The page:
When my niece was born, it gave my family a reason to get together and celebrate a new member joining our family. My parents had become Nana and Nani, my younger brother had become a Mama, and I had become a Massi for the first time.
My mother had once said, “when a new life comes into this world and when a loved one departs from this world, it is the only time a family truly gets together - to celebrate or mourn.”
A week later, my mother received a call from her older brother in India - one of her eldest brothers had passed away. My mother has lost so many members of her family; death does not frighten her anymore. She has become stronger after losing siblings and nephews to unfortunate circumstances, and now, she has lost another brother. My Mama Ji (Uncle) was the jolliest of her siblings. He had lost his wife at a very young age, later losing both his two sons through tragedy; he persevered by accepting their loss and keeping a smile on his face. All of a sudden, he too was gone and now my mother was left with two brothers and two sisters, originally a family of six brothers and three sisters.
A few years back, I had attended my friend’s funeral. The Priest had said, when a young soul leaves this world, think of it as he/she was needed somewhere more important. Maybe he was saying this statement to help the family during their time of loss? He also stated, maybe her life journey was not meant to be long and she had accomplished her purpose in this life. Everyone is born with a purpose and when you have completed your purpose, you are taken to where you are meant to be.
In my previous blog, I spoke about self-esteem and self-confidence, relating these concepts to how busy our lives can be - the neglect of our happiness. Along with our happiness, we forget to count our blessings. I am not going to preach that we should pray, but what I am going to say is … we should at least be thankful for our loved ones.
Every day [through the news], we are informed of a missing child, gun violence, a car accident, and/or terrorism. We live in a country where our rights and freedoms are protected; we do not face the same problems, which exist in third world countries, yet we remain unhappy. We have created problems for ourselves and later blame our faith or God. If we compare our lives to those living in countries facing a civil war, oppression, and injustice, our problems are minuscule in comparison. We must to be civilized and stop the violence.
It is easier said, than done.
Recently [through the news], we have watched young adults brutalized or killed within the community. Who is to blame? Do we blame the generation or could it be their upbringing? It is a sensitive topic because we are pointing fingers at the very parents who have lost a loved one as well as parents who are dealing with the other side of the law. But whom can we blame? We cannot blame anyone for an individual’ actions but the individual in question. We submit to a competitive mentality - We attempt to prove ourselves, with an aim to impress those around us. In this attempt, we have forgotten the concept of empathy and sensibility in relation to others. We have to show the world that we have a tough exterior, however, in doing so, we affect not only ourselves but also our loved ones. Every parent tries their best to teach their children humanity and not hatred, yet we are still hurting one another.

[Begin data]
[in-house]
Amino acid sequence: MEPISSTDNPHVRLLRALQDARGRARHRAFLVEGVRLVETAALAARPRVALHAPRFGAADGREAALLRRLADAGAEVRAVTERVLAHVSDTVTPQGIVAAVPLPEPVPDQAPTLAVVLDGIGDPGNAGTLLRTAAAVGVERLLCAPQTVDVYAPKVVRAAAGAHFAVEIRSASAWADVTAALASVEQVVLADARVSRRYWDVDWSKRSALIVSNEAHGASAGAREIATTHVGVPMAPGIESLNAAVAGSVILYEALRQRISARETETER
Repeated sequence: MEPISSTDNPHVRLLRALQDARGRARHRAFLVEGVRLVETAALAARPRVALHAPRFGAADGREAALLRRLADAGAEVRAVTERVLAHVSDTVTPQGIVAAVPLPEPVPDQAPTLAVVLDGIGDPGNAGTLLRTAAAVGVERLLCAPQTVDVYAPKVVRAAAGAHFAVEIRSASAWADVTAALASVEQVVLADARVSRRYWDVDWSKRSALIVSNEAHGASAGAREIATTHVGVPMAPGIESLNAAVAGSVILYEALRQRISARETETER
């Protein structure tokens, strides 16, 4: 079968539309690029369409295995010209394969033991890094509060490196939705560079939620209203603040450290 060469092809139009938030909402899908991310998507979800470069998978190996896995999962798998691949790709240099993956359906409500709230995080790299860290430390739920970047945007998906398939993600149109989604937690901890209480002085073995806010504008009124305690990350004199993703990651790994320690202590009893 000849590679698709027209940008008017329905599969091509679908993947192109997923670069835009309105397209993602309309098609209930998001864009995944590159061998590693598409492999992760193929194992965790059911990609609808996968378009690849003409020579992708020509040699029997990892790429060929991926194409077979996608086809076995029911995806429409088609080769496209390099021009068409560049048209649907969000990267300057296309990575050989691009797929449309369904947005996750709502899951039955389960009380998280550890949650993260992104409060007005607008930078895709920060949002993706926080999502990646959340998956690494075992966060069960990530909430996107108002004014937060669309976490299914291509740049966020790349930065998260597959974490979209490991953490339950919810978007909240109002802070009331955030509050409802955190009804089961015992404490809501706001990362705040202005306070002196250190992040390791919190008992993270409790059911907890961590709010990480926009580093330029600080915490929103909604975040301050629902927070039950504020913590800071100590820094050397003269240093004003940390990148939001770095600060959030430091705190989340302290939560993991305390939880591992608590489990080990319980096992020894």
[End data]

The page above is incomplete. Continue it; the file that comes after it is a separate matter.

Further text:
Parents sacrifice their own happiness and comfort to provide the best for their children. They will often go above and beyond to provide (not everyone will agree with this notion). They are in the most pain when something bad happens to their child. We will not understand the love of a parent until we become parents ourselves.
Today I look at my older sister, who has transitioned from being a daughter to a mother. Her priorities have shifted; she has matured into the individual she is today. She has become responsible for another life. She will do her best to provide anything and everything for her daughter. But it will be up to her daughter to make the right choices in life. This begs the question … what are right choices?
From her perspective, the right choice can differ significantly, in comparison to our choices or that of an older generation. By the time she reaches womanhood, her choices will be different. Her life path will be different from her mother. Her decisions will be different - which may not necessarily be understood by her grandparents due to the generation gap.
When our grandparents were growing up, their lifestyle and upbringing were much different than their grandparents. This pattern will continue from generation to generation. The most we can do is guide the next generation and correct their actions when they are wrong.
Life and death are apart of us. We are born into this world with empty hands and leave with empty hands, yet we worry about what we do not have.
We must learn from our surroundings and become a better person from who we were the day before. Life is short. Count your blessings and be thankful for what you have because what you have today may not be there tomorrow.
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